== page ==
Not every inquiry-based lesson will develop into an in-depth research project or essay. Many will result in engaging Socratic Seminars where students debate and explore ideas with their classmates. Other inquiry-based lessons might lead to investigate scientific phenomena or the creation of “wonder walls” to document new questions of inquiry. I am interested in finding those key entry points where librarians can insert themselves into inquiry-based lessons and offer expertise and insights unique to our position.
Librarians can do more than just guide learners towards digital and print sources. We work directly with every student and every teacher in our school. We see the bigger picture and can view the landscape of our school through the lens of inquiry. We can influence the tone and direction of how students see themselves as researchers. Every librarian can focus on personalized learning and ensure we are preparing teens for their future.
Check out the newChrome Extension (beta) from Gale Cengage for the database Opposing Viewpoints in Action. Many of the classes at my school use this database as jumping off points for students selecting topics for research.
This is a game changer! We can now teach students the concept of “triangulation” and comparing the credibility of open web results with published articles from essays, academic journals, and reference books.
As a Librarian, I am often asked to help with research projects with my high school students. Some projects are truly great and engaging but too often I wonder just how interested are the students in learning something new or are they “just doing enough” to get the grade.
Creating a culture in your Library, classroom or school that embraces curiosity and celebrates learning can spark the imagination of students — especially when they have CHOICE in choosing what to research. Teachers can do a lot to establish and model regular curiosity by asking questions, wondering aloud, sharing cool things they have learned, showing videos that are inspiring, etc. When students see their Librarian and Teacher excited by their new discoveries they, in turn, will want to share what they have learned.
Former Social Studies teacher from Sunset High School and now District TOSA, Matt Hiefield, had every student create their own digital “Curiosity Board” for 9th grade World History using a website called Linoit (http://en.linoit.com/).Linoit is similar to Padlet (https://padlet.com/) and is like a digital corkboard where you can post images, text and embed videos. If an interesting question came up during a class discussion, Hiefield would direct his students to add it to their own curiosity board for investigation later on. Occasionally, he would have students research a chosen question and share what they learned during a gallery walk. What a great way to celebrate being curious!
If we want our students to be excellent researchers and be authentic in their interest in learning, we must make every effort to build a culture that acknowledges and celebrates deep learning. How do you create this culture in your classroom?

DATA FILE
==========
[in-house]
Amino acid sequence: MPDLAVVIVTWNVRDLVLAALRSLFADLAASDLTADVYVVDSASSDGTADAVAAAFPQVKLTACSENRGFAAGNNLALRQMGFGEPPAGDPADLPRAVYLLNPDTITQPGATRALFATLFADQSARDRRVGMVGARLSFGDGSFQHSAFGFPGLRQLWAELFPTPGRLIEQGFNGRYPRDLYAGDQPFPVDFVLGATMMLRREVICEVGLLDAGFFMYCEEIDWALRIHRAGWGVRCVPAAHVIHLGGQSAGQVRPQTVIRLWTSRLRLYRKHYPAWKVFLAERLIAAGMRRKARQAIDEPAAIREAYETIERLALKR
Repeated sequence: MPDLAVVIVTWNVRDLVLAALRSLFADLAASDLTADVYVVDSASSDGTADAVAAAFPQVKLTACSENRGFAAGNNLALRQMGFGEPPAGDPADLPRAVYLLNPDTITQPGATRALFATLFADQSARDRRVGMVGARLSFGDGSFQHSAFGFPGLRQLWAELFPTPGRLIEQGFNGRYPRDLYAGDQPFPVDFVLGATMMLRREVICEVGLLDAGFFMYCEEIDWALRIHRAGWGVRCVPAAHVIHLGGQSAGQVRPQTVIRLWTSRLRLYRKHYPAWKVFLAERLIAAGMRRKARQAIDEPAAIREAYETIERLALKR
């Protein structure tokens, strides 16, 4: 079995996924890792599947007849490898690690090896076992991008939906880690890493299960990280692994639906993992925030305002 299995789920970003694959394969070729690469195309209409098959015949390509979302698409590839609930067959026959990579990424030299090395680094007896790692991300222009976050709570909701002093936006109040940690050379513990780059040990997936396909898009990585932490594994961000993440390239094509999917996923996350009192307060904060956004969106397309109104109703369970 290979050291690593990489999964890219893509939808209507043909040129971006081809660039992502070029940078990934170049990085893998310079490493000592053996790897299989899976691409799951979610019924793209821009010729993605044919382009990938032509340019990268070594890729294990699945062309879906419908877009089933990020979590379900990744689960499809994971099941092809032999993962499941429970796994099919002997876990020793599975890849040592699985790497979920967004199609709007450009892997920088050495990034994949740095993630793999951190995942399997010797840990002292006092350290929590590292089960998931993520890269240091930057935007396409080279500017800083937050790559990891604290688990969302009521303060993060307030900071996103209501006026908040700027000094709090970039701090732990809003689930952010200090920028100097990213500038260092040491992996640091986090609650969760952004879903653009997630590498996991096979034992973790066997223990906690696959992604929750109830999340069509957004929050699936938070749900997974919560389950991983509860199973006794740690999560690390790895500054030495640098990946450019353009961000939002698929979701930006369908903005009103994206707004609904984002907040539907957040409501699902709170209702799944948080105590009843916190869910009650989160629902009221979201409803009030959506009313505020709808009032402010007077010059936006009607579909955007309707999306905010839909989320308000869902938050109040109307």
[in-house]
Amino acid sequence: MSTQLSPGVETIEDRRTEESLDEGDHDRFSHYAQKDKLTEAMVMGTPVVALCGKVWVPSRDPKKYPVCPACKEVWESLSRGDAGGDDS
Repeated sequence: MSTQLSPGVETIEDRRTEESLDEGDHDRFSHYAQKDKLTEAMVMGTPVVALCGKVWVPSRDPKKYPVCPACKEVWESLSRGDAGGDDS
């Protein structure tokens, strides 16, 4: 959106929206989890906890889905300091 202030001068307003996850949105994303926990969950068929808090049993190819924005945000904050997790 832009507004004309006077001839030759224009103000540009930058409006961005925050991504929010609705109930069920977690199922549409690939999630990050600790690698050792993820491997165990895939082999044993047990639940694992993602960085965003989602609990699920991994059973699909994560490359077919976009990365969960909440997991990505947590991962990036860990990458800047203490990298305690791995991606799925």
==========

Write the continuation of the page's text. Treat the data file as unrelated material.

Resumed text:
You are automatically logged on when on campus; off campus needs your username and password.
I chose Advanced Search but didn’t put anything in search (but you could) and just checked full text and wrote Science News for the publication and chose Search.
This gives results from the magazine. Then I changed the Relevance drop down menu to Date Newest and it displays all the Science News articles in reverse chronological order and most are PDFs from the magazine.
You could also filter it by Cover Story if you only want more in depth stories.
When you open the PDFs of each issue you can advance through the issue pages a few at a time and easily switch to a different issue.
Nifty tip: If you use a Chrome browser and are logged into your Google account you can “print” the articles directly to Google Drive – either the PDF or the HTML version.
Note: Not all sources have original PDFs from the magazines – some are just the article text. Some other science sources I found when searching (beside academic journals): Popular Science, New Scientist, Science Now, Current Science, Scientific American, plus Time, US News & World Report, and Newsweek.
Wednesday 2hr workshop – Extend Learning using Online Discussion Forums
Extend learning by using online discussion forums with middle and high schools students. Provide opportunities for your students to demonstrate their understanding of concept presented in class, have conversations with their peers, debate topics in a safe and respectful manner, and share resources using online discussion forums. We’ll learn how to set up online discussion forums and compare features of Schoology and Edmodo (and others) to see how to give every child a voice in the classroom. Bring your own device!
How can teachers and Librarians using mobile devices to foster critical thinking during the research process of brainstorming, searching, evaluating, curating, organizing and presenting. We will discuss best practices and strategies and compile a list of useful apps or websites.